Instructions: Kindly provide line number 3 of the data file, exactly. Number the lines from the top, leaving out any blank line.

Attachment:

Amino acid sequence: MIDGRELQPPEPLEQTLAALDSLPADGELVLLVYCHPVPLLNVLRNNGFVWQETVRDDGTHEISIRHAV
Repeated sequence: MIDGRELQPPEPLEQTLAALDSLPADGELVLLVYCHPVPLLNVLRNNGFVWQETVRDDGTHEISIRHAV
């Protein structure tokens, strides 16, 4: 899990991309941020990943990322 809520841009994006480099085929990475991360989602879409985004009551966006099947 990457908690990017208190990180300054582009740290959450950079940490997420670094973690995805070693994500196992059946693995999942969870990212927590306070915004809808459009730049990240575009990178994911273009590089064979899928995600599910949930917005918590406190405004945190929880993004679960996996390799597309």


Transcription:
């Protein structure tokens, strides 16, 4: 899990991309941020990943990322 809520841009994006480099085929990475991360989602879409985004009551966006099947 990457908690990017208190990180300054582009740290959450950079940490997420670094973690995805070693994500196992059946693995999942969870990212927590306070915004809808459009730049990240575009990178994911273009590089064979899928995600599910949930917005918590406190405004945190929880993004679960996996390799597309």